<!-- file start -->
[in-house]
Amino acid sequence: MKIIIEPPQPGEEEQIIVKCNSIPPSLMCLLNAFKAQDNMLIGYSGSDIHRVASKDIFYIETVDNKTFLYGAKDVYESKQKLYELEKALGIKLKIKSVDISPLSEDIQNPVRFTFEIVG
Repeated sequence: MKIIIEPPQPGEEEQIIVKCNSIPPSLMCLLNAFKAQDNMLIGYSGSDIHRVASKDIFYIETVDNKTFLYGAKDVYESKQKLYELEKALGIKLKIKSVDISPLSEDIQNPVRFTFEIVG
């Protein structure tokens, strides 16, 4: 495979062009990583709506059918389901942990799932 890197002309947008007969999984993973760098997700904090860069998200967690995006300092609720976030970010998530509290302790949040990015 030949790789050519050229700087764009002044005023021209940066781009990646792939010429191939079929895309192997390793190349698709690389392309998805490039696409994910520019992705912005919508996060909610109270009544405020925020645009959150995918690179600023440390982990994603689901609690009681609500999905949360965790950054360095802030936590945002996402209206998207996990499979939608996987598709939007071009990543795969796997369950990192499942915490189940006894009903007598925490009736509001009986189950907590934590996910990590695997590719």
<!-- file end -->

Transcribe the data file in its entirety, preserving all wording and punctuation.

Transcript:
[in-house]
Amino acid sequence: MKIIIEPPQPGEEEQIIVKCNSIPPSLMCLLNAFKAQDNMLIGYSGSDIHRVASKDIFYIETVDNKTFLYGAKDVYESKQKLYELEKALGIKLKIKSVDISPLSEDIQNPVRFTFEIVG
Repeated sequence: MKIIIEPPQPGEEEQIIVKCNSIPPSLMCLLNAFKAQDNMLIGYSGSDIHRVASKDIFYIETVDNKTFLYGAKDVYESKQKLYELEKALGIKLKIKSVDISPLSEDIQNPVRFTFEIVG
């Protein structure tokens, strides 16, 4: 495979062009990583709506059918389901942990799932 890197002309947008007969999984993973760098997700904090860069998200967690995006300092609720976030970010998530509290302790949040990015 030949790789050519050229700087764009002044005023021209940066781009990646792939010429191939079929895309192997390793190349698709690389392309998805490039696409994910520019992705912005919508996060909610109270009544405020925020645009959150995918690179600023440390982990994603689901609690009681609500999905949360965790950054360095802030936590945002996402209206998207996990499979939608996987598709939007071009990543795969796997369950990192499942915490189940006894009903007598925490009736509001009986189950907590934590996910990590695997590719």